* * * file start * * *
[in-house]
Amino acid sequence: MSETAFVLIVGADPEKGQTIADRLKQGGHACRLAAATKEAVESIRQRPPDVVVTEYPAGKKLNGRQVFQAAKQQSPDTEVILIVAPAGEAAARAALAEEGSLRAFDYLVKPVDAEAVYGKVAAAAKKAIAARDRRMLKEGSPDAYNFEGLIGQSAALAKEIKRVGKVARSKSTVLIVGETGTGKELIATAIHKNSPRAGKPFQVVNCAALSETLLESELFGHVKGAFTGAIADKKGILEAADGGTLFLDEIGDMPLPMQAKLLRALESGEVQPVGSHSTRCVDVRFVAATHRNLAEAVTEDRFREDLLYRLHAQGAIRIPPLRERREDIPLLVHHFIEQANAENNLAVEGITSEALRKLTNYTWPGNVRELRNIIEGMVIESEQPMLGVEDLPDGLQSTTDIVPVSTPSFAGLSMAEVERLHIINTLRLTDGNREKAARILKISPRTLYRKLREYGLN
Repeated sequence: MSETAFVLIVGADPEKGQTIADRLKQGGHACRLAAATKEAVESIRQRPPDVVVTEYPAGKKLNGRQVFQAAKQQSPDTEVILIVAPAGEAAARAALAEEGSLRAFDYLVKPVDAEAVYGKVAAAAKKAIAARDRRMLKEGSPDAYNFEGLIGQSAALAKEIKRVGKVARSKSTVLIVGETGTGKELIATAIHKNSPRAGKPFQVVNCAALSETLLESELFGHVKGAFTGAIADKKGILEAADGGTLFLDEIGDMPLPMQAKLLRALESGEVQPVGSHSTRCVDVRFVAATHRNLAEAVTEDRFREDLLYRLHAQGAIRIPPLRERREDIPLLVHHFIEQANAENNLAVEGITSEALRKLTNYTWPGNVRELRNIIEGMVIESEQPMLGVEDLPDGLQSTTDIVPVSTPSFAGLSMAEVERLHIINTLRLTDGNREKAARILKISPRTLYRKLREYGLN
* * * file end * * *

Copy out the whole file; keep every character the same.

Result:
[in-house]
Amino acid sequence: MSETAFVLIVGADPEKGQTIADRLKQGGHACRLAAATKEAVESIRQRPPDVVVTEYPAGKKLNGRQVFQAAKQQSPDTEVILIVAPAGEAAARAALAEEGSLRAFDYLVKPVDAEAVYGKVAAAAKKAIAARDRRMLKEGSPDAYNFEGLIGQSAALAKEIKRVGKVARSKSTVLIVGETGTGKELIATAIHKNSPRAGKPFQVVNCAALSETLLESELFGHVKGAFTGAIADKKGILEAADGGTLFLDEIGDMPLPMQAKLLRALESGEVQPVGSHSTRCVDVRFVAATHRNLAEAVTEDRFREDLLYRLHAQGAIRIPPLRERREDIPLLVHHFIEQANAENNLAVEGITSEALRKLTNYTWPGNVRELRNIIEGMVIESEQPMLGVEDLPDGLQSTTDIVPVSTPSFAGLSMAEVERLHIINTLRLTDGNREKAARILKISPRTLYRKLREYGLN
Repeated sequence: MSETAFVLIVGADPEKGQTIADRLKQGGHACRLAAATKEAVESIRQRPPDVVVTEYPAGKKLNGRQVFQAAKQQSPDTEVILIVAPAGEAAARAALAEEGSLRAFDYLVKPVDAEAVYGKVAAAAKKAIAARDRRMLKEGSPDAYNFEGLIGQSAALAKEIKRVGKVARSKSTVLIVGETGTGKELIATAIHKNSPRAGKPFQVVNCAALSETLLESELFGHVKGAFTGAIADKKGILEAADGGTLFLDEIGDMPLPMQAKLLRALESGEVQPVGSHSTRCVDVRFVAATHRNLAEAVTEDRFREDLLYRLHAQGAIRIPPLRERREDIPLLVHHFIEQANAENNLAVEGITSEALRKLTNYTWPGNVRELRNIIEGMVIESEQPMLGVEDLPDGLQSTTDIVPVSTPSFAGLSMAEVERLHIINTLRLTDGNREKAARILKISPRTLYRKLREYGLN